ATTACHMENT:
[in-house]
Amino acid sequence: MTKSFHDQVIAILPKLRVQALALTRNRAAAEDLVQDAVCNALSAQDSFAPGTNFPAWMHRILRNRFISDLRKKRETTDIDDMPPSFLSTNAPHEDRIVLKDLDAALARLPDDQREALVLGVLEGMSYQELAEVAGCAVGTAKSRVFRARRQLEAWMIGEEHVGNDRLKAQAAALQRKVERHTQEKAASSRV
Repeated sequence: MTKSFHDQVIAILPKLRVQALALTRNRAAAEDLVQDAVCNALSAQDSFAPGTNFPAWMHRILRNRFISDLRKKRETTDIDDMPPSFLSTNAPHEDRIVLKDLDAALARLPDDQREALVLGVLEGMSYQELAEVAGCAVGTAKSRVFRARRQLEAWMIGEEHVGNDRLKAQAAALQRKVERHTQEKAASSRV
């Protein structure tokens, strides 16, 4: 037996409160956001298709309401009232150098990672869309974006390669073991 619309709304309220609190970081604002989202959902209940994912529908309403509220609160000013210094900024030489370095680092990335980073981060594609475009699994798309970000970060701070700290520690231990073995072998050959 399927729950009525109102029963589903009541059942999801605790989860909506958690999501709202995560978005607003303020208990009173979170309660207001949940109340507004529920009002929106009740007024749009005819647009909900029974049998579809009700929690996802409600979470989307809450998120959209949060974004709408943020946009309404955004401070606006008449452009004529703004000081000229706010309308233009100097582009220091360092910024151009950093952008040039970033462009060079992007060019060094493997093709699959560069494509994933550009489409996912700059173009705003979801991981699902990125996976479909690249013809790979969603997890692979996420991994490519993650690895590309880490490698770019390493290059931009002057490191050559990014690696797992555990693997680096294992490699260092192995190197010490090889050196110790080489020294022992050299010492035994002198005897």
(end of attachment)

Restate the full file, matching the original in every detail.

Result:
[in-house]
Amino acid sequence: MTKSFHDQVIAILPKLRVQALALTRNRAAAEDLVQDAVCNALSAQDSFAPGTNFPAWMHRILRNRFISDLRKKRETTDIDDMPPSFLSTNAPHEDRIVLKDLDAALARLPDDQREALVLGVLEGMSYQELAEVAGCAVGTAKSRVFRARRQLEAWMIGEEHVGNDRLKAQAAALQRKVERHTQEKAASSRV
Repeated sequence: MTKSFHDQVIAILPKLRVQALALTRNRAAAEDLVQDAVCNALSAQDSFAPGTNFPAWMHRILRNRFISDLRKKRETTDIDDMPPSFLSTNAPHEDRIVLKDLDAALARLPDDQREALVLGVLEGMSYQELAEVAGCAVGTAKSRVFRARRQLEAWMIGEEHVGNDRLKAQAAALQRKVERHTQEKAASSRV
């Protein structure tokens, strides 16, 4: 037996409160956001298709309401009232150098990672869309974006390669073991 619309709304309220609190970081604002989202959902209940994912529908309403509220609160000013210094900024030489370095680092990335980073981060594609475009699994798309970000970060701070700290520690231990073995072998050959 399927729950009525109102029963589903009541059942999801605790989860909506958690999501709202995560978005607003303020208990009173979170309660207001949940109340507004529920009002929106009740007024749009005819647009909900029974049998579809009700929690996802409600979470989307809450998120959209949060974004709408943020946009309404955004401070606006008449452009004529703004000081000229706010309308233009100097582009220091360092910024151009950093952008040039970033462009060079992007060019060094493997093709699959560069494509994933550009489409996912700059173009705003979801991981699902990125996976479909690249013809790979969603997890692979996420991994490519993650690895590309880490490698770019390493290059931009002057490191050559990014690696797992555990693997680096294992490699260092192995190197010490090889050196110790080489020294022992050299010492035994002198005897």